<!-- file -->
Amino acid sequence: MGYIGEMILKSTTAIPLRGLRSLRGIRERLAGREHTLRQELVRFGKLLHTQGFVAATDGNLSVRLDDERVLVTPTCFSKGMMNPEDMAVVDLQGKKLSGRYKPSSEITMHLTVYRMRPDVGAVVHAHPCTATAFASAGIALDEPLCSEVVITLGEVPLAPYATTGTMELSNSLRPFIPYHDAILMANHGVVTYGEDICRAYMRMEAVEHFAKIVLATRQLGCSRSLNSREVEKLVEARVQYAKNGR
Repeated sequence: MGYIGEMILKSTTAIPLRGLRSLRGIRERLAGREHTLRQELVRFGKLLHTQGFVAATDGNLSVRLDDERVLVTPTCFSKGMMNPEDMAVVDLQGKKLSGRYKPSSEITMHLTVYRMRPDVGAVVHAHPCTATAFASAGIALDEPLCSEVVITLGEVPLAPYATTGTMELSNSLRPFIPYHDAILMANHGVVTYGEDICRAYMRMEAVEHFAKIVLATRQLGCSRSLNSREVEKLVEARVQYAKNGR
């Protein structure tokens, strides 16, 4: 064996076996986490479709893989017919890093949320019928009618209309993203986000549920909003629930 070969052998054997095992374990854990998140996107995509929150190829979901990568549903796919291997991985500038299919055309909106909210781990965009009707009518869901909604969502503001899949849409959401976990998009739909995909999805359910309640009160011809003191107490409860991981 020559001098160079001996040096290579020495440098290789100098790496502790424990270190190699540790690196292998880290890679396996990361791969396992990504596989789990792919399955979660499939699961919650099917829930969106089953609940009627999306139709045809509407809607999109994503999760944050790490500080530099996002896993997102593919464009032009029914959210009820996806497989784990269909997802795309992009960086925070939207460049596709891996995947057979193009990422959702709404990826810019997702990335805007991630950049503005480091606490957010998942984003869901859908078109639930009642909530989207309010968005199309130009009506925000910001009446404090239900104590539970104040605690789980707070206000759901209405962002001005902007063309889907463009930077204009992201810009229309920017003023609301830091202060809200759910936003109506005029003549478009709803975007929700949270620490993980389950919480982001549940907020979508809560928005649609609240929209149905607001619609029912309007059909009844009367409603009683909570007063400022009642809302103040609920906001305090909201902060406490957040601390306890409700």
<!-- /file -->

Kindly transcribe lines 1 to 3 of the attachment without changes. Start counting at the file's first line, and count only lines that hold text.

Amino acid sequence: MGYIGEMILKSTTAIPLRGLRSLRGIRERLAGREHTLRQELVRFGKLLHTQGFVAATDGNLSVRLDDERVLVTPTCFSKGMMNPEDMAVVDLQGKKLSGRYKPSSEITMHLTVYRMRPDVGAVVHAHPCTATAFASAGIALDEPLCSEVVITLGEVPLAPYATTGTMELSNSLRPFIPYHDAILMANHGVVTYGEDICRAYMRMEAVEHFAKIVLATRQLGCSRSLNSREVEKLVEARVQYAKNGR
Repeated sequence: MGYIGEMILKSTTAIPLRGLRSLRGIRERLAGREHTLRQELVRFGKLLHTQGFVAATDGNLSVRLDDERVLVTPTCFSKGMMNPEDMAVVDLQGKKLSGRYKPSSEITMHLTVYRMRPDVGAVVHAHPCTATAFASAGIALDEPLCSEVVITLGEVPLAPYATTGTMELSNSLRPFIPYHDAILMANHGVVTYGEDICRAYMRMEAVEHFAKIVLATRQLGCSRSLNSREVEKLVEARVQYAKNGR
């Protein structure tokens, strides 16, 4: 064996076996986490479709893989017919890093949320019928009618209309993203986000549920909003629930 070969052998054997095992374990854990998140996107995509929150190829979901990568549903796919291997991985500038299919055309909106909210781990965009009707009518869901909604969502503001899949849409959401976990998009739909995909999805359910309640009160011809003191107490409860991981 020559001098160079001996040096290579020495440098290789100098790496502790424990270190190699540790690196292998880290890679396996990361791969396992990504596989789990792919399955979660499939699961919650099917829930969106089953609940009627999306139709045809509407809607999109994503999760944050790490500080530099996002896993997102593919464009032009029914959210009820996806497989784990269909997802795309992009960086925070939207460049596709891996995947057979193009990422959702709404990826810019997702990335805007991630950049503005480091606490957010998942984003869901859908078109639930009642909530989207309010968005199309130009009506925000910001009446404090239900104590539970104040605690789980707070206000759901209405962002001005902007063309889907463009930077204009992201810009229309920017003023609301830091202060809200759910936003109506005029003549478009709803975007929700949270620490993980389950919480982001549940907020979508809560928005649609609240929209149905607001619609029912309007059909009844009367409603009683909570007063400022009642809302103040609920906001305090909201902060406490957040601390306890409700």